Fear is an emotion that motivates us to avoid danger, but if prolonged can also lead to anxiety disorders and a destructive cycle of avoidance behaviors. In his lab, neuroscientist Denis Paré has identified a population of cells in a structure of the brain called the amygdala that could be a target for drugs to treat anxiety disorders.
According to the National Institute of Mental Health, nearly 40 million American adults each year experience an anxiety disorder. These include such debilitating conditions as phobias, panic disorders and post-traumatic stress disorder (PTSD). Left untreated, anxiety disorders can lead to myriad problems that hinder daily life and ones that can ruin it altogether, such as drug abuse, alcoholism, unemployment, marital problems and suicide.
Functional imaging studies in combat veterans have revealed that the amygdala, a cerebral structure of the temporal lobe known to play a key role in fear and anxiety, is hyperactive in PTSD subjects. Turns out that the amygdala, however, also contains a population of cells that if properly stimulated could potentially eliminate fear memories and reduce anxiety. As reported in the July 31, 2008 issue ofNature, Paré, professor at the Center for Molecular and Behavioral Neuroscience at Rutgers University in Newark, has identified a critical component of the amygdala’s neural network that allows extinction, or the inhibition, of fear memories to take place.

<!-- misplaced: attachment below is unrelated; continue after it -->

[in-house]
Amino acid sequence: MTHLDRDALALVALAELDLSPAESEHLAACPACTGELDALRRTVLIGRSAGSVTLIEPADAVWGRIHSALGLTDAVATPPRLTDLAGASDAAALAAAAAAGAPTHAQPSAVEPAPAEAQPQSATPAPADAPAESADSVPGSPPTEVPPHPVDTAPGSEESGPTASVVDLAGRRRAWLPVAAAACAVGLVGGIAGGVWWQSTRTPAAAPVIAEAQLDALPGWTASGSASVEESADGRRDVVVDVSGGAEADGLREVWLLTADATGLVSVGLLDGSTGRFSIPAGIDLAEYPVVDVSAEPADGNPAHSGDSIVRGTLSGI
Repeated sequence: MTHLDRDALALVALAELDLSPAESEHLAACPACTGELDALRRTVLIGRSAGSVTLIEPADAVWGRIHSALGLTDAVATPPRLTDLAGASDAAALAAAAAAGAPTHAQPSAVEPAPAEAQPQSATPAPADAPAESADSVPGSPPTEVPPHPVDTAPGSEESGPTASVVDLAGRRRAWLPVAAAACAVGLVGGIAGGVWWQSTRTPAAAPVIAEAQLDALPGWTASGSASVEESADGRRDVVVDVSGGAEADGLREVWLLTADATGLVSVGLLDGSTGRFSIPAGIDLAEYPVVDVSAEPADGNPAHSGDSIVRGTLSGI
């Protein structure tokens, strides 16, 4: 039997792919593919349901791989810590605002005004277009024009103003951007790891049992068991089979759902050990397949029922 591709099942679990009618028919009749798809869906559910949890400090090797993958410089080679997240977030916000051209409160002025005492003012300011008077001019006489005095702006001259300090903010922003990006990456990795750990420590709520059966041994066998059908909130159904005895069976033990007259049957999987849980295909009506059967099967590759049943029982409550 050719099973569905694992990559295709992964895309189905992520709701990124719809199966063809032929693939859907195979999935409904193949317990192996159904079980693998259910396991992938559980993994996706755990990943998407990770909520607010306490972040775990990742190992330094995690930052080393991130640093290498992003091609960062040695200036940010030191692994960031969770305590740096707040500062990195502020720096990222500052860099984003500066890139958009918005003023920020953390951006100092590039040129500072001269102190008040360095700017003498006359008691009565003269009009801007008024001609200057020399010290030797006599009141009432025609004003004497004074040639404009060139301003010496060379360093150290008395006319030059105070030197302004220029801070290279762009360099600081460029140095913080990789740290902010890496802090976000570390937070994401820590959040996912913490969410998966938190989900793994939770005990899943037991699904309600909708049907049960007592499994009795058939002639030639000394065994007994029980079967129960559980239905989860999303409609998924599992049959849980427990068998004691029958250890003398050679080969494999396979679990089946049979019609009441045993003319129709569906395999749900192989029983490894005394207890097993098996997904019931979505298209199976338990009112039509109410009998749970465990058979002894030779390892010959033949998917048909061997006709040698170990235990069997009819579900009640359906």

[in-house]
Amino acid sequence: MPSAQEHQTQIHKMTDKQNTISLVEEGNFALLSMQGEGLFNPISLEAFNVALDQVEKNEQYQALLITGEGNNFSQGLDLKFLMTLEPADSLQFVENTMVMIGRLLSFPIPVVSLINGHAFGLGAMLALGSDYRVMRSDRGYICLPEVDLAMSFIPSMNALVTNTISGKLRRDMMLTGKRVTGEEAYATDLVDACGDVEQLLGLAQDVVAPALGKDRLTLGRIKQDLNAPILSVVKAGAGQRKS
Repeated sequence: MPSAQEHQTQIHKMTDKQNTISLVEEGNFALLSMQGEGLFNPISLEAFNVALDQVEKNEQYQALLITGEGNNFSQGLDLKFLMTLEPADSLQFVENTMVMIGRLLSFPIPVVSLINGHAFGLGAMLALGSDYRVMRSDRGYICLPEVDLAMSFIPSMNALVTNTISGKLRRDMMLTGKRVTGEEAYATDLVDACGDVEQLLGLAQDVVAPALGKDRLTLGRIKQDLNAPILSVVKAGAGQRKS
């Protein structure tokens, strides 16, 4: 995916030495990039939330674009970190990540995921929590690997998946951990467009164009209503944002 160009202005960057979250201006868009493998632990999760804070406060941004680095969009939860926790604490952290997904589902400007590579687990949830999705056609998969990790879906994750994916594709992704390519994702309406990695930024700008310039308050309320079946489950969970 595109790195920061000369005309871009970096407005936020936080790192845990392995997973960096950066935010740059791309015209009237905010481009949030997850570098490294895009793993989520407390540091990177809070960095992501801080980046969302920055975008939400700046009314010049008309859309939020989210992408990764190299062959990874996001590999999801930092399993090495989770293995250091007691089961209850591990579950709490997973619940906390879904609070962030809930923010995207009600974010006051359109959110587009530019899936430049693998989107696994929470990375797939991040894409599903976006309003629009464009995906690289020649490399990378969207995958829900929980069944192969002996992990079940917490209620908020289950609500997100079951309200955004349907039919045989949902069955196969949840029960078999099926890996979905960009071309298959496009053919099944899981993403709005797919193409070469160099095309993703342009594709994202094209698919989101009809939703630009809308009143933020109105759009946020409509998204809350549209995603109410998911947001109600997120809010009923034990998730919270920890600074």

“It has been found that people with anxiety disorders exhibit an extinction deficit, or an inability to ‘forget’ fearful events,” notes Paré. Until recently, the mechanisms that allow extinction to happen have remained unclear. But Paré’s research has identified a cluster of amygdala cells, the intercalated (ITC) neurons, which play a key role in the process of extinction.
His findings show that ITC cells inhibit amygdala outputs to the brainstem structures that generate fear responses. When those ITC cells are destroyed with a targeted toxin in rats, extinction memory is impeded, mimicking the behavior seen in PTSD. Conversely, if pharmacological interventions can be developed to enhance the excitability of ITC cells, it then may become possible to facilitate extinction.
‘Our hope is that as we gain an even deeper understanding of the acquisition and extinction of conditioned fear that it will lead to better treatment of anxiety disorders,” says Paré.
In his related research, Paré is investigating how the amygdala modulates memory in emotionally charged situations and mapping the intrinsic circuitry of the amygdala. His research is supported by grants from the National Institute of Mental Health.
Denis Paré, a native of Canada, earned his PhD in Neurobiology from the Université Laval (Quebec) in 1990. He then performed a post-doctoral internship with Rodolfo Llinas at New York University, and later accepted an assistant professor position with the Physiology Department of the Faculty of Medicine at Université Laval. In 1992, he was presented with the Young Investigator Award from the Swiss Medical Research Foundation. He joined Rutgers University in Newark in 2002 as professor of neuroscience with the Center for Molecular and Behavioral Neuroscience. He is a member of the editorial boards of the Journal of Neurophysiology, Neuroscience, and the Journal of Neuroscience, and serves as a reviewer for numerous other scientific journals, including Science, Nature, and Nature-Neuroscience.